Rabat - Morocco's National Human Rights Council (CNDH) has affirmed the fair conditions of the Gdim Izik trial, in which 23 pro-Polisario defendants were accused of killing 11 Moroccan enforcement officers in 2010.
Rabat – Morocco’s National Human Rights Council (CNDH) has affirmed the fair conditions of the Gdim Izik trial, in which 23 pro-Polisario defendants were accused of killing 11 Moroccan enforcement officers in 2010.
The victims, members of the Royal Gendarmerie, Auxiliary Forces and Civil Protection were killed while dismantling the Gdim Izik protest camp on the outskirts of Laayoun in Western Sahara on November 8, 2010.
In July 2017, the Criminal Chamber of the Appeal Court in Salé delivered sentences ranging from two years in jail to life imprisonment against the 23 defendants.
The defense team of the victims’ families called the verdict “fair,” saying it “matched the crimes committed.”
On Tuesday, CNDH held a press conference to present its report as an observer of the trial. The conference was chaired by the council’s heads, president Driss El Yazami and secretary general Mohammed Essabaar, along with members of the observing team.
The report recalled that the defendants were granted a retrial at a civil court in July following their conviction in earlier trial in a military court.
The transfer of the case to the Rabat Court of Appeal, CNDH explained, came as a result of the modified military judiciary law in December 2014. With the new law, civilian courts became able to try defendants accused of violence against military officers or members of other security services.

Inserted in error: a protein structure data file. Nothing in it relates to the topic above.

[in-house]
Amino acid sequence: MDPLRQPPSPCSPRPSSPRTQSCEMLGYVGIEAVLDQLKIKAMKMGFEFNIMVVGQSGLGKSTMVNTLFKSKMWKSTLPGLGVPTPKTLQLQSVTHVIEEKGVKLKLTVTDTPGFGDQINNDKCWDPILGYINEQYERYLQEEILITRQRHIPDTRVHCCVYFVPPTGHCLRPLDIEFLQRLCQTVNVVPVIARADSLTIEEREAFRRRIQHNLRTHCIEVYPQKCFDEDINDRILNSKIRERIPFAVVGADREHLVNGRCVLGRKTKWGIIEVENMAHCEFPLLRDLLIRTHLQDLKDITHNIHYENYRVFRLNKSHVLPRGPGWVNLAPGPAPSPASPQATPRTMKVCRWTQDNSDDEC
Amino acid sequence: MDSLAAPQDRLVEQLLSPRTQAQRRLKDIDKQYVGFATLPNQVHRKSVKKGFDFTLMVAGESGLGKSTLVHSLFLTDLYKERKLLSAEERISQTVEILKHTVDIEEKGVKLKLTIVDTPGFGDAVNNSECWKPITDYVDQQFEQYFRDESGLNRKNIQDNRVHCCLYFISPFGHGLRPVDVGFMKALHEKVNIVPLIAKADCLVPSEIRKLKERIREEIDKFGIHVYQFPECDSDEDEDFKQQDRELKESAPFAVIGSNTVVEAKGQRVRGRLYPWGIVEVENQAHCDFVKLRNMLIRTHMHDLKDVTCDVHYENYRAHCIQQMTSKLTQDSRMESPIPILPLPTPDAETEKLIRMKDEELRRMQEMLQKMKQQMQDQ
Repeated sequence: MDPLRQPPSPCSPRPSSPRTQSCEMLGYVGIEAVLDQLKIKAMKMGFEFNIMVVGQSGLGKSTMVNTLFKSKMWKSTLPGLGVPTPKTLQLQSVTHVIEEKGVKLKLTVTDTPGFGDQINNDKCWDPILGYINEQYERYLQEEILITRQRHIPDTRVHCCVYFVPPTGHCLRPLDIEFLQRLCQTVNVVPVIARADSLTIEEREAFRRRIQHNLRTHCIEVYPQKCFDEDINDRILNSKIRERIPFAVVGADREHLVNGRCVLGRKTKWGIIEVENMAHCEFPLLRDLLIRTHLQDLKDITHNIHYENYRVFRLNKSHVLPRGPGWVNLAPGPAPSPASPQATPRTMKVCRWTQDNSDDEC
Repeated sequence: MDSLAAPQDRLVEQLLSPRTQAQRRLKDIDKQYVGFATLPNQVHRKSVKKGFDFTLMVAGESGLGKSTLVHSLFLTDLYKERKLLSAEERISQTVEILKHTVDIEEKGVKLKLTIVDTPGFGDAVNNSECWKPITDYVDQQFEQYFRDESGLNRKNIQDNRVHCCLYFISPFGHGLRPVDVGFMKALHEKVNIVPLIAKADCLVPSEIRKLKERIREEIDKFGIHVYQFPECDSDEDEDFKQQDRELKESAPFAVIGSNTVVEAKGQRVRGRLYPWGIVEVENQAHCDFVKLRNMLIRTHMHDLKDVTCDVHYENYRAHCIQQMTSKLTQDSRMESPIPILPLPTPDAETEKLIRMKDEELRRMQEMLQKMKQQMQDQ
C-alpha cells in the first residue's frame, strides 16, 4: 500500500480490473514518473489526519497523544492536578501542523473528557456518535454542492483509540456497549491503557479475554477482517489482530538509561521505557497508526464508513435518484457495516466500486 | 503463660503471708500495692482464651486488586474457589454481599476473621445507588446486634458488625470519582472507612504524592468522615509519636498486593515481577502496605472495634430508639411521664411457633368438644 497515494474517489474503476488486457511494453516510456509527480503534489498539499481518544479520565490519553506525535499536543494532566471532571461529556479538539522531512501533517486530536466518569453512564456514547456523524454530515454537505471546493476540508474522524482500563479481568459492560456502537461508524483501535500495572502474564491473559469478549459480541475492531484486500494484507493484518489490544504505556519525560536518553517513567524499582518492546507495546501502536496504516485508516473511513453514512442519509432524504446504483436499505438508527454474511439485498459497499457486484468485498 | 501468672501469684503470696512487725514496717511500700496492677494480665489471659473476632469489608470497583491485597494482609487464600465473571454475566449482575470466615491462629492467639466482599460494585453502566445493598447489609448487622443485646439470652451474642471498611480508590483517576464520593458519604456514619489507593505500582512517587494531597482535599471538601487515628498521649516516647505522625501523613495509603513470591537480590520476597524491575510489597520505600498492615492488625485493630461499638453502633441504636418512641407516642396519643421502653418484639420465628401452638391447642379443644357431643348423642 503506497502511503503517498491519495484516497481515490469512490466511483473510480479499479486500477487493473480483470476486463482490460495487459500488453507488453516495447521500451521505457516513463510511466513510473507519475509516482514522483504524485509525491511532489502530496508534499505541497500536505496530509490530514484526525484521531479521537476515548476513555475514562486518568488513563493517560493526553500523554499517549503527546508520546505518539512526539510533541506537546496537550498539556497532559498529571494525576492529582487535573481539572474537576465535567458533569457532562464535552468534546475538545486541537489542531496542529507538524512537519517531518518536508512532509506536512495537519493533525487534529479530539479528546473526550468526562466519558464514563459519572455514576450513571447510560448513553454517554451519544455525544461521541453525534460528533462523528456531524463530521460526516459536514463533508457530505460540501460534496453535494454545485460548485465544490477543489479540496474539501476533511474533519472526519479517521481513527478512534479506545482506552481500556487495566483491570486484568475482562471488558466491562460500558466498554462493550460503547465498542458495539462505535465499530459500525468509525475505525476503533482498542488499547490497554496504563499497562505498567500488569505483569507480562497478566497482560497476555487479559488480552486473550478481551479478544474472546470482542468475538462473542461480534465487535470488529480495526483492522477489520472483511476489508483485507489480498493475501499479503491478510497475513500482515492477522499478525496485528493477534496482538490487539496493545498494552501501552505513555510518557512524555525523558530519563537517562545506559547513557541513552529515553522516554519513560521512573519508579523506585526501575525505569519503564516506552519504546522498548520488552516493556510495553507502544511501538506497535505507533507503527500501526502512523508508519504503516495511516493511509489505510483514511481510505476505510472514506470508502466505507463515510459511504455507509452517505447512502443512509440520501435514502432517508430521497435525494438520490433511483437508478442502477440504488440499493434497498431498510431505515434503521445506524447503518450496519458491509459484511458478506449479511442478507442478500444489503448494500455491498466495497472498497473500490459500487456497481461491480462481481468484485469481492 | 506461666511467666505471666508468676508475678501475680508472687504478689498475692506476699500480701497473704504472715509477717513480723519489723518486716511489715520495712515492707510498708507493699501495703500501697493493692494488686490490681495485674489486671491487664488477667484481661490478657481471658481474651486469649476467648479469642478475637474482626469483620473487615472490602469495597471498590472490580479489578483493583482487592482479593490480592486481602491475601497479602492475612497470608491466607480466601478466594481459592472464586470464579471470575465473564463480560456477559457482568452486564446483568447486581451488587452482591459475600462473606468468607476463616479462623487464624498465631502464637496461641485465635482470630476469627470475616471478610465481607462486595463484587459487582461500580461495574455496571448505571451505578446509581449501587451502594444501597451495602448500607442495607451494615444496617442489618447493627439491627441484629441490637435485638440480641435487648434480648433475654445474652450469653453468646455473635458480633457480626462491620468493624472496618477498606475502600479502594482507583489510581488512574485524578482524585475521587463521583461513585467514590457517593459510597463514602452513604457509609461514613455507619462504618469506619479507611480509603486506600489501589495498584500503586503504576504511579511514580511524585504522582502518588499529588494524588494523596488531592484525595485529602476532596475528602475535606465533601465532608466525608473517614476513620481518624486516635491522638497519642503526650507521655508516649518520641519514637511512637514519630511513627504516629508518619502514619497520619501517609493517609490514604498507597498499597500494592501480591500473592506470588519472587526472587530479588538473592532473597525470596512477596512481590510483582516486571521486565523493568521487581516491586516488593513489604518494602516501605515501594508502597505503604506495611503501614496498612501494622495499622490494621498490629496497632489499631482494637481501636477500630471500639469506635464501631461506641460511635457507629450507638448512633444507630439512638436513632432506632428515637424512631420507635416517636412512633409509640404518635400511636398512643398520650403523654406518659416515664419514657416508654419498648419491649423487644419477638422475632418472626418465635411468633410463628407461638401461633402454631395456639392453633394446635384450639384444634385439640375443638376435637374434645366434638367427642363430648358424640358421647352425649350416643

CNDH listed a number of elements that helped the trial go “smoothly,” including the instant translation service into four languages: Arabic, French, Spanish and English. The report pointed out that a translation from Arabic to the local Hassani dialect and vice versa was made available when “needed.”
Throughout the trial, the report noted, the accused were granted seats whenever they wanted and medical examination in the court and in hospital, and were treated with respect despite repeatedly shouting anti-Moroccan slogans while entering and exiting the courtroom.
The council’s report also indicated that the court accepted the defense’s request for a medical examination of the defendants who claimed they were tortured, and it listened to the defendants in eight court hearings, where each of the accused spoke for three hours on average.
During the hearings, the defense presented phone recordings which proved some of the accused travelled to Algeria several times and had direct contacts with members of the Polisario Front.
In its conclusions, CNDH’s report stated that trial was “transparent” and operated under the adequate “legal conditions.”
In October 2017, l’Association de Promotion des Libertés Fondamentales (APLF), a French NGO of lawyers and legal experts, reached a similar conclusion while observing the trial.
“The trial sought to establish facts about the responsibility of each of the defendants,” said the APLF in a report.